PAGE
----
They say you should write about what you know and Jane Austen certainly knew about people, but was her life really comparable to those of her heroines?  True, she attended dinner parties, suppers, formal balls and had some insight into high-society.  Yet that society was very stratified with rigid conventions and social etiquette. Those rules defined who was on a level with whom, and Jane was certainly not part of its upper echelons.  Though she was undoubtedly part of “Society” in truth she was fairly low down in the “pecking order.” Her Uncle and Aunt were wealthy and lived in the Paragon. They might have provided her with opportunities to glimpse their way of life, but they do not seem to have been over-generous to Jane or her family.

When Jane’s family moved to Bath they leased a house at 4, Sydney Place (now luxury apartments). It was a fine house in a good area, near the popular Sydney Gardens, but it was not a prestigious address in comparison with other parts of the city. And when the lease ended they moved to a house in Green Park Buildings. This was an area the family had dismissed when they first moved to the city and it’s easy to see why from Jane’s description;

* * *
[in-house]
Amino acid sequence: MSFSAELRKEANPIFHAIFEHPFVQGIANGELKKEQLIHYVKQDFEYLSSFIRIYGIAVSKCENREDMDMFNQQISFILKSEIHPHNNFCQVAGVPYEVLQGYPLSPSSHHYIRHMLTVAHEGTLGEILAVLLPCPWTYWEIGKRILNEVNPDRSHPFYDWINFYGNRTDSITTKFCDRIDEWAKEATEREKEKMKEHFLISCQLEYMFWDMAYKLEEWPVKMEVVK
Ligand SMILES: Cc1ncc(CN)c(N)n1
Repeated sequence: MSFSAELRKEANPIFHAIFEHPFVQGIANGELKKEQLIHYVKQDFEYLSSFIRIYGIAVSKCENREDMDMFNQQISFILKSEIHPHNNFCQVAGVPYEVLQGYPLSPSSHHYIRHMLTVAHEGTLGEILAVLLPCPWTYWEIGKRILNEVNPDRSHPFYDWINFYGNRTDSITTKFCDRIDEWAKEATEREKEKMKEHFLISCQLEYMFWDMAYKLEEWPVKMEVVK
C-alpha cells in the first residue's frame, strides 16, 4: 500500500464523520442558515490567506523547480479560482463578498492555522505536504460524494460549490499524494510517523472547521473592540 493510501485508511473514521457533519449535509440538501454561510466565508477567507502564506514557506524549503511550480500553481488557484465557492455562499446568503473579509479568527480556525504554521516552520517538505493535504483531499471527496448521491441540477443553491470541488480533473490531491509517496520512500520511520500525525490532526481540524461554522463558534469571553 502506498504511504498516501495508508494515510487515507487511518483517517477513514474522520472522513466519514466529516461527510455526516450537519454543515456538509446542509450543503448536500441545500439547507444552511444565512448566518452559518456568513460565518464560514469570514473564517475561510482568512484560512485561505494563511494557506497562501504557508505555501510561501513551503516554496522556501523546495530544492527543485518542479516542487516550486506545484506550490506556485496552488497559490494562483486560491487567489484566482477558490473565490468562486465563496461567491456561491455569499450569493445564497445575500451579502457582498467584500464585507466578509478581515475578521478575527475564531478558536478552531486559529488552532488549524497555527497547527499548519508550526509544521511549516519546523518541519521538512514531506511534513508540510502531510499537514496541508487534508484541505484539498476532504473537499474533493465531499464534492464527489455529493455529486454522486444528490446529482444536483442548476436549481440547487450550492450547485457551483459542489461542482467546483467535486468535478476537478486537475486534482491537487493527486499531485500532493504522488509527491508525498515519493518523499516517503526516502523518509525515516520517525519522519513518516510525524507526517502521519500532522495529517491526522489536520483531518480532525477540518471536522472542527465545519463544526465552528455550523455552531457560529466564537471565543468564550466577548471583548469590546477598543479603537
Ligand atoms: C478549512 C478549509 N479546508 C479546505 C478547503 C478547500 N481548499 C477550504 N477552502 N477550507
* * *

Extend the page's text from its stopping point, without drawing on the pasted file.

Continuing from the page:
“Our views on G. P. (Green Park) Buildings seem all at an end; the observation of the damps still remaining in the offices of an house which has been only vacated a week, with reports of discontented families and putrid fevers, has given the coup de grace. We have now nothing in view. When you arrive, we will at least have the pleasure of examining some of these putrefying houses again; they are so very desirable in size and situation, that there is some satisfaction in spending ten minutes within them.”

Before leaving Bath the Austen family also lived for a while in 25, Gay Street. (The Jane Austen Centre is nearby at 40 Gay Street). It was a “good address” but by then, after the death of Jane’s father, they were reduced to “taking rooms” as boarders, rather than occupying a house as owners or tenants. But by then the family were largely dependent on the charity of relatives.